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Diffusion. In Computational Modeling of Genetic and Biochemical Networks.

G. Bormann, F. Brosens, E. De Schutter

TNB

MIT Press, Boston -:189-224 (2001)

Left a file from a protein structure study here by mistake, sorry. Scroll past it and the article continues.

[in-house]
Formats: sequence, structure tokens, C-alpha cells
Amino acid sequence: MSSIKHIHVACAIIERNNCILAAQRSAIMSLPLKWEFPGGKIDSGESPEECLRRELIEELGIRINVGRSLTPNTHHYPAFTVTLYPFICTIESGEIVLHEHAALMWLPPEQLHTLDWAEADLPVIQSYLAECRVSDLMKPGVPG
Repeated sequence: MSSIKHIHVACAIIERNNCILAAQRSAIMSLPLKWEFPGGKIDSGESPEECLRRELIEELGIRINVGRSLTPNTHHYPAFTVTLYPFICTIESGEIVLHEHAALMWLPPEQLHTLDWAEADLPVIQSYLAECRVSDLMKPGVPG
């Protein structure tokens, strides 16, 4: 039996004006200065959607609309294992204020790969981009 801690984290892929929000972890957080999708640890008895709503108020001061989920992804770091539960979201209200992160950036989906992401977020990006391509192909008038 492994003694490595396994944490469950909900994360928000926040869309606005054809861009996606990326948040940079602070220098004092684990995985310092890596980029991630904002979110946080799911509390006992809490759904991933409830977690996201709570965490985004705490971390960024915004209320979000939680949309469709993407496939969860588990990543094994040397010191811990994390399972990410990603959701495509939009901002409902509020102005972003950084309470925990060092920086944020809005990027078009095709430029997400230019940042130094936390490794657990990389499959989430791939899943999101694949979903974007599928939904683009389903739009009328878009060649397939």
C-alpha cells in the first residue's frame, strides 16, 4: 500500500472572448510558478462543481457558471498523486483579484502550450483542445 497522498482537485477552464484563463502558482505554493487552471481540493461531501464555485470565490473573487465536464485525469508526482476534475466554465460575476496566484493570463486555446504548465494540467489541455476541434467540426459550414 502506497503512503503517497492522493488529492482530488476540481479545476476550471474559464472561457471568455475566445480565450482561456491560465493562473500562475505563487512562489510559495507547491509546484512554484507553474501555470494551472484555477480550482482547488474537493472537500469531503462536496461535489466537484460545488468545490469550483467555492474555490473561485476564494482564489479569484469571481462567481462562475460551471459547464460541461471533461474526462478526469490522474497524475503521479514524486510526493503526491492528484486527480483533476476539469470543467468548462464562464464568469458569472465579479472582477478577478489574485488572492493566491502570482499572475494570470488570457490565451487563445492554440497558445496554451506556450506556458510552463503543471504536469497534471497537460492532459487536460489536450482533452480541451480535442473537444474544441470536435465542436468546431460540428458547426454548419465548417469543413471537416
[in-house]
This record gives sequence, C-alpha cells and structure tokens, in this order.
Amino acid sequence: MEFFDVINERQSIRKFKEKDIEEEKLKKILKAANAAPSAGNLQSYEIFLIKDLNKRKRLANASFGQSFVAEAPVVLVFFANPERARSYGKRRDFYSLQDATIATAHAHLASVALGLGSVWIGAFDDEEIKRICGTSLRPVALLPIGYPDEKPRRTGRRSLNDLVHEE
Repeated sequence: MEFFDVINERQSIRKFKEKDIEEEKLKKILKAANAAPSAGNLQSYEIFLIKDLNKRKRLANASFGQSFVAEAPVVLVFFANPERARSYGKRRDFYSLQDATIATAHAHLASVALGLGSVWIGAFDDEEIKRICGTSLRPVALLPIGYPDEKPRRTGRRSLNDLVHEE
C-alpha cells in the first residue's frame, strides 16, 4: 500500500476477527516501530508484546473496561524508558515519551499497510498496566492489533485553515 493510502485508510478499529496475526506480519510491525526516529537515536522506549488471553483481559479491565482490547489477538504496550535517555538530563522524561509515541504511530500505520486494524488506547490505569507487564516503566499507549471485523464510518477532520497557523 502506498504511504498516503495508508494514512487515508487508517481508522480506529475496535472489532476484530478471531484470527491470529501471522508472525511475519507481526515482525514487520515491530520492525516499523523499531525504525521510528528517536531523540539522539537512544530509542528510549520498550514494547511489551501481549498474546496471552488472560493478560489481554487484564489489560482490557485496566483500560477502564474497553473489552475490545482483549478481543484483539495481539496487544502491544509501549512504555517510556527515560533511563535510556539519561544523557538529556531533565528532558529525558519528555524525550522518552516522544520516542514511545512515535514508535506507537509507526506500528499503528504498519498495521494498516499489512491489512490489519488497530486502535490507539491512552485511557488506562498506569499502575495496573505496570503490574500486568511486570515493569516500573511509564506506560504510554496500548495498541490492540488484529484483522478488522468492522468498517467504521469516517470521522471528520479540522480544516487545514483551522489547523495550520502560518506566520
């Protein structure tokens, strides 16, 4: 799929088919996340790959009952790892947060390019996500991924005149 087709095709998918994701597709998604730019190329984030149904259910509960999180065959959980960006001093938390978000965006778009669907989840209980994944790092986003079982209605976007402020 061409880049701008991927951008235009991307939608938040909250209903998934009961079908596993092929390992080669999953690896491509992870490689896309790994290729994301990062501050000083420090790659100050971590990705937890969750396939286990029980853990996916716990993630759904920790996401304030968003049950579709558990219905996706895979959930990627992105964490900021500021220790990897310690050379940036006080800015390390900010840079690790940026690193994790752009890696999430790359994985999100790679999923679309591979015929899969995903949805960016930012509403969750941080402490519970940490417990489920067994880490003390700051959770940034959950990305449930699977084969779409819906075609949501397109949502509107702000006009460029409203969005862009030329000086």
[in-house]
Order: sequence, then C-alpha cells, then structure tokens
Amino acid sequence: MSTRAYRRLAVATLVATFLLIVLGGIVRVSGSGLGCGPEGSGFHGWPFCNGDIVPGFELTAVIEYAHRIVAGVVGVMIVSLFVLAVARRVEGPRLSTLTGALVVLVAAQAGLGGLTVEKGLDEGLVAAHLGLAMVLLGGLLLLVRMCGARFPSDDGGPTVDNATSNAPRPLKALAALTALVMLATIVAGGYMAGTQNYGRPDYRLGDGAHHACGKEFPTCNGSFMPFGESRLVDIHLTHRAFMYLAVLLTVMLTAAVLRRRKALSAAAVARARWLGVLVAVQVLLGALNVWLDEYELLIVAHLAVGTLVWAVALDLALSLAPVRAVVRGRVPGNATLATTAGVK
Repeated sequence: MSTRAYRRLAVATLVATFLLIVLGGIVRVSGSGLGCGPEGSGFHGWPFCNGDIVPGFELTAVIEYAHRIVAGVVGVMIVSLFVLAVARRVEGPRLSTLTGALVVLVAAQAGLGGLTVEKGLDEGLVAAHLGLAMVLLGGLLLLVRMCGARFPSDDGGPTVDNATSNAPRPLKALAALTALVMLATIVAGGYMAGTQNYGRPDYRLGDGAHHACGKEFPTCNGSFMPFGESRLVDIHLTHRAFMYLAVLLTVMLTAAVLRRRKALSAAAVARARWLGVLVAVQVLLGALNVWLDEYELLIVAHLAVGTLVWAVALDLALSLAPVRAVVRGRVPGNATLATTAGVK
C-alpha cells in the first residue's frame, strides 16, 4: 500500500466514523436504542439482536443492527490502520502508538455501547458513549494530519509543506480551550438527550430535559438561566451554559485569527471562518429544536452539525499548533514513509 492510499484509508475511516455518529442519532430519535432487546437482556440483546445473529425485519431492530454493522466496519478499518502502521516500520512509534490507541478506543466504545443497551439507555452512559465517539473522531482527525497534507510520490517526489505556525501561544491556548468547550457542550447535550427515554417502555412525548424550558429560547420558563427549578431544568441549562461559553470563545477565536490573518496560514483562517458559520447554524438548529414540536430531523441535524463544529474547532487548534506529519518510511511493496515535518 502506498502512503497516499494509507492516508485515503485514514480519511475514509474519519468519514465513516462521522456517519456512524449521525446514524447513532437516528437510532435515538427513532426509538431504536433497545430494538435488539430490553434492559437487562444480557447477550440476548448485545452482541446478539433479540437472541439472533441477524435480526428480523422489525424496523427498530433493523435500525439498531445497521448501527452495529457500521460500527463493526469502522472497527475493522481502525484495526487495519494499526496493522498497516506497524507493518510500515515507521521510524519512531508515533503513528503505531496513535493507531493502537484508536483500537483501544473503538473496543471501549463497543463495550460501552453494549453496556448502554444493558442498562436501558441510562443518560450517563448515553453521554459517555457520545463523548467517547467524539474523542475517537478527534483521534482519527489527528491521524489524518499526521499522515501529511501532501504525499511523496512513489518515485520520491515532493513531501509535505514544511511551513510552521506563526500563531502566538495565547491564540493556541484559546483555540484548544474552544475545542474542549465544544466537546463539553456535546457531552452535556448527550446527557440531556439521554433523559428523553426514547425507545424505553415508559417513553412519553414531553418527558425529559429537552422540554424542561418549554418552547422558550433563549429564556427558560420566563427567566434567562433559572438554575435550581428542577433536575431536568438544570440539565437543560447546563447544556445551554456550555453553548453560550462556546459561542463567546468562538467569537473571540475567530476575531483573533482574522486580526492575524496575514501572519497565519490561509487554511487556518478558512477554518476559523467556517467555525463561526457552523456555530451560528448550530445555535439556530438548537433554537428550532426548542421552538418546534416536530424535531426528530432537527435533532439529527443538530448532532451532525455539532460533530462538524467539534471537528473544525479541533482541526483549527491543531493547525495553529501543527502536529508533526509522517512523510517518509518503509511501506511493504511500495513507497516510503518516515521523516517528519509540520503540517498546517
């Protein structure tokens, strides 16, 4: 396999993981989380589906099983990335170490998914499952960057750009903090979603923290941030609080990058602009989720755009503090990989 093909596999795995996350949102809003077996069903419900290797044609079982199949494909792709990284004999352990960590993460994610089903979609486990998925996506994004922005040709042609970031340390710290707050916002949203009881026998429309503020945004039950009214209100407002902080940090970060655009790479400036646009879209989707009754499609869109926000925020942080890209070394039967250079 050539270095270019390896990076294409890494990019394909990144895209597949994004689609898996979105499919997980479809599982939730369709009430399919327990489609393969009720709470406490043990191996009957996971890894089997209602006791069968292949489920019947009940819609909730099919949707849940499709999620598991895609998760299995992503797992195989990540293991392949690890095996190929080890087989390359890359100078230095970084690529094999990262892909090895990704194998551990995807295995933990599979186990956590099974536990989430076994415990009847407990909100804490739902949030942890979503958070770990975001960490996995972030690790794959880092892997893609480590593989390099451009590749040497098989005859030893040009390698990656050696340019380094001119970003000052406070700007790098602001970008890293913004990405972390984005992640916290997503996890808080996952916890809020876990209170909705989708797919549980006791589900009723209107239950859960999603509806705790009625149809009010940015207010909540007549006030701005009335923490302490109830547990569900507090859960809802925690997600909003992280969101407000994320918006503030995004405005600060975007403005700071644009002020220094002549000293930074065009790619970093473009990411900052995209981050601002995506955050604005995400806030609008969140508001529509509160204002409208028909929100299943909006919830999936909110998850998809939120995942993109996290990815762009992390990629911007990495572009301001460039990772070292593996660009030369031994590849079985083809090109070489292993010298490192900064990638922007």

Abstract - 1. Introduction 1.1 Why model diffusion in cells? Physical proximity is an essential requirement for molecular interaction to occur, whether it is between an enzyme and its substrate and modulators or between a receptor and its ligand. Cells have developed many mechanisms to bring molecules together, including structural ones, e.g. calcium-activated ionic channels often cluster with calcium channels in the plasma membrane (Gola and Crest, 1993, Issa and Hudspeth, 1994), or specific processes like active transport (Nixon, 1998). In many situations, however, concentration gradients exist which will affect the local rate of chemical reactions. Such gradients can be static at the timescale of interest, e.g. the polarity of cells (Kasai and Petersen, 1994), or very dynamic like for example the intra- and intercellular signaling by traveling calcium waves (Berridge, 1997). Diffusion is the process by which random Brownian movement of molecules or ions cause an average movement towards regions of lower concentration, which may result in the collapse of the concentration gradient. In the context of cellular models, one distinguishes-experimentally and functionally-between free diffusion and diffusion across or inside cell membranes (Hille, 1992). We will only consider the first case explicitly, but similar methods as described here can be applied to the latter. Historically, diffusion has often been neglected in molecular simulations which are then assumed to operate in the well-mixed pool . This assumption may be valid when modeling small volumes, e.g. inside a spine (Koch and Zador, 1993), but should be carefully evaluated in all other contexts. As we will see in this chapter, the introduction of diffusion into a model raises many issues which otherwise do not apply: spatial scale, dimensionality, geometry and which individual molecules or ions can be considered to be immobile or not. The need for modeling diffusion should be evaluated for each substance separately. In general, if concentration gradients exist within the spatial scale of interest it is highly likely that diffusion will have an impact on the modeling results, unless the gradients change so slowly that they can be considered stationary compared to the timescale of interest. Simulating diffusion is in general a computationally expensive decision which is a more practical explanation of why it is often not implemented. This may very well change in the near future. A growing number of modeling studies (Markram et al., 1998, Naraghi and Neher, 1997) have recently emphasised the important effects diffusion can have on molecular interactions.